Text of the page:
Now we are getting serious.
After all of the posturing, press releases and yelling about reform of the United States Olympic Committee, the only body with authority over the USOC may move forward with an in-depth review of the institution.
Colorado Senator Cory Gardner, a first-term Republican, introduced a bill entitled “Strengthening U.S. Olympics Act” which would authorize a 16-member “Commission on the State of U.S. Olympics and Paralympics” with a nine-month task to hold hearings and file a report on the Olympic Movement in the United States.
The bill includes 10 specific items to be examined; from the bill text:
“(i) a description of proposed reforms to the structure of the United States Olympic Committee;
“(ii) an assessment of whether the board of the United States Olympic Committee includes diverse members, including athletes;
“(iii) an assessment of United States athlete participation levels in the Olympics and Paralympics;
“(iv) a description of the status of any United States Olympic Committee licensing arrangement;
“(v) an assessment of whether the United States is achieving the goals for the Olympics and Paralympics set by the United States Olympic Committee;
“(vi) an analysis of the participation in amateur athletics of— (I) women; (II) disabled individuals; and (III) minorities;
“(vii) a description of ongoing efforts by the United States Olympic Committee to recruit the Olympics and Paralympics to the United States;
“(viii) an evaluation of the function of the national governing bodies (as defined in section 220502 of title 36, United States Code) and an analysis of the responsiveness of the national governing bodies to athletes;
“(ix) an assessment of whether the United States Center for Safe Sport effectively handles reported cases of bullying, hazing, harassment, and sexual assault; and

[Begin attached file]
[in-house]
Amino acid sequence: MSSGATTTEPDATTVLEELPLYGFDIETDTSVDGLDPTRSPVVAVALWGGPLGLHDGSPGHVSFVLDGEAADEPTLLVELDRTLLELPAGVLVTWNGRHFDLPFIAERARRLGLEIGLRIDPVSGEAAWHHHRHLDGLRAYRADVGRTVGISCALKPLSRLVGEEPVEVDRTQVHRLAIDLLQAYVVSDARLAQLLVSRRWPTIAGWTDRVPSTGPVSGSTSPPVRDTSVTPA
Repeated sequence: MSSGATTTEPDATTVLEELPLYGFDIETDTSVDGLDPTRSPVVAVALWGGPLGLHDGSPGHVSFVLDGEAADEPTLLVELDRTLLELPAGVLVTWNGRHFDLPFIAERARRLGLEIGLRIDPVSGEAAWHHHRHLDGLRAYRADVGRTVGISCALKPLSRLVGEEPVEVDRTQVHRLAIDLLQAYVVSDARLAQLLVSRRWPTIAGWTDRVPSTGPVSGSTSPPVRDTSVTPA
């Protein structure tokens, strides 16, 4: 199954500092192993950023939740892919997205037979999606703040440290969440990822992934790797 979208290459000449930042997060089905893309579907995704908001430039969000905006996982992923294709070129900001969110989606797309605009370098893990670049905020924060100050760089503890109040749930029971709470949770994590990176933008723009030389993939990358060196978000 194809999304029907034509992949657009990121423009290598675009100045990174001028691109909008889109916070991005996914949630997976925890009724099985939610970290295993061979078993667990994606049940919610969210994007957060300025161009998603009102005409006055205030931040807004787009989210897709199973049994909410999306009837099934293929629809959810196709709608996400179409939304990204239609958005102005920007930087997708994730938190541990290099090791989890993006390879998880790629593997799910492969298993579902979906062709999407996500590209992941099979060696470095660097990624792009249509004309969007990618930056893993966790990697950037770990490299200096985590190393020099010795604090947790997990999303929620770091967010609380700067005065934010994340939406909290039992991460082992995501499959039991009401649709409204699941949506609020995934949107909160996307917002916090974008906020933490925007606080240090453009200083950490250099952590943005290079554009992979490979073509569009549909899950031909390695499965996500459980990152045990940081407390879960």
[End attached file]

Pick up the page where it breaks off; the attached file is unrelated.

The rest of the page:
“(x) an assessment of the finances and the financial organization of the United States Olympic Committee.”
The Commission would include eight “Olympic or Paralympic athletes,” although what constitutes an “athlete” in this context is not defined.
The bill was introduced today (16 January) and it will take a while to sift through the legislative process. There was no immediate word on a possible counterpart bill in the U.S. House of Representatives.
But this is the first real step toward Congressional review of the USOC and will have the positive result in stopping the screaming and focusing the attention of the U.S. Olympic Movement on what the USOC and the National Governing Bodies should look like into the future.
One suggestion for the Commission, whenever it gets formed: it would be helpful to find out how the current statute – the Ted Stevens Olympic and Amateur Sports Act – was created, back in 1978. The person most responsible for it is retired, but very much in good health and good spirits: Mike Harrigan.
Call him first, then call others.